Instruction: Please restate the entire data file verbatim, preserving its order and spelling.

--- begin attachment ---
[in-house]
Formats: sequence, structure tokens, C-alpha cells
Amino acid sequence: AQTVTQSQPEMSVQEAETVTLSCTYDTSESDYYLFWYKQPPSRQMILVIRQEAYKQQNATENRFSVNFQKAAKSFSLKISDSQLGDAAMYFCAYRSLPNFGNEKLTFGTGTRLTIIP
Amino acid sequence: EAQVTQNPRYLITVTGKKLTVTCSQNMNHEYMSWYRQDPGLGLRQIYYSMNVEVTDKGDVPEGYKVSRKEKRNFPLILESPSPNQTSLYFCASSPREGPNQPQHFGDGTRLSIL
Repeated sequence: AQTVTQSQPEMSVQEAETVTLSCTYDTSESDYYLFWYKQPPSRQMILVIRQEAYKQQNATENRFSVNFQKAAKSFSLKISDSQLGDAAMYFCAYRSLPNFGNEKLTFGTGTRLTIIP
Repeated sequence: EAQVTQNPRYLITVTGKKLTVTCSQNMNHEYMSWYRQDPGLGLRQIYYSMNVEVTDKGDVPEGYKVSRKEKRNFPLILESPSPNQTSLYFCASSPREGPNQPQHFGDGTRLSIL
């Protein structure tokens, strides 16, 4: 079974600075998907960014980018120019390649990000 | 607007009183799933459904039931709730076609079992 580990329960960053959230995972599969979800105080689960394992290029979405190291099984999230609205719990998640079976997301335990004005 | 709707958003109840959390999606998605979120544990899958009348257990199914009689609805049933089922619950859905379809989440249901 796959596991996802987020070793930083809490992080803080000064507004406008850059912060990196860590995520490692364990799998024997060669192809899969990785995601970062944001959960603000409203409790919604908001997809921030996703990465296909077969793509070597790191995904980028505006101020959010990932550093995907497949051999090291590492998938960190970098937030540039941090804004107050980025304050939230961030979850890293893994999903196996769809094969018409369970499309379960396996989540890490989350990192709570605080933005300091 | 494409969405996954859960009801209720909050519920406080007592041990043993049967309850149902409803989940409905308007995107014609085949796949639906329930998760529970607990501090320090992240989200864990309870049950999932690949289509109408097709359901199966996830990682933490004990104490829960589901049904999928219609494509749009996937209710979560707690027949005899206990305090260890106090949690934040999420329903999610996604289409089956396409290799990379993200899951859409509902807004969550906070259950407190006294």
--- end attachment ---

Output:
[in-house]
Formats: sequence, structure tokens, C-alpha cells
Amino acid sequence: AQTVTQSQPEMSVQEAETVTLSCTYDTSESDYYLFWYKQPPSRQMILVIRQEAYKQQNATENRFSVNFQKAAKSFSLKISDSQLGDAAMYFCAYRSLPNFGNEKLTFGTGTRLTIIP
Amino acid sequence: EAQVTQNPRYLITVTGKKLTVTCSQNMNHEYMSWYRQDPGLGLRQIYYSMNVEVTDKGDVPEGYKVSRKEKRNFPLILESPSPNQTSLYFCASSPREGPNQPQHFGDGTRLSIL
Repeated sequence: AQTVTQSQPEMSVQEAETVTLSCTYDTSESDYYLFWYKQPPSRQMILVIRQEAYKQQNATENRFSVNFQKAAKSFSLKISDSQLGDAAMYFCAYRSLPNFGNEKLTFGTGTRLTIIP
Repeated sequence: EAQVTQNPRYLITVTGKKLTVTCSQNMNHEYMSWYRQDPGLGLRQIYYSMNVEVTDKGDVPEGYKVSRKEKRNFPLILESPSPNQTSLYFCASSPREGPNQPQHFGDGTRLSIL
């Protein structure tokens, strides 16, 4: 079974600075998907960014980018120019390649990000 | 607007009183799933459904039931709730076609079992 580990329960960053959230995972599969979800105080689960394992290029979405190291099984999230609205719990998640079976997301335990004005 | 709707958003109840959390999606998605979120544990899958009348257990199914009689609805049933089922619950859905379809989440249901 796959596991996802987020070793930083809490992080803080000064507004406008850059912060990196860590995520490692364990799998024997060669192809899969990785995601970062944001959960603000409203409790919604908001997809921030996703990465296909077969793509070597790191995904980028505006101020959010990932550093995907497949051999090291590492998938960190970098937030540039941090804004107050980025304050939230961030979850890293893994999903196996769809094969018409369970499309379960396996989540890490989350990192709570605080933005300091 | 494409969405996954859960009801209720909050519920406080007592041990043993049967309850149902409803989940409905308007995107014609085949796949639906329930998760529970607990501090320090992240989200864990309870049950999932690949289509109408097709359901199966996830990682933490004990104490829960589901049904999928219609494509749009996937209710979560707690027949005899206990305090260890106090949690934040999420329903999610996604289409089956396409290799990379993200899951859409509902807004969550906070259950407190006294």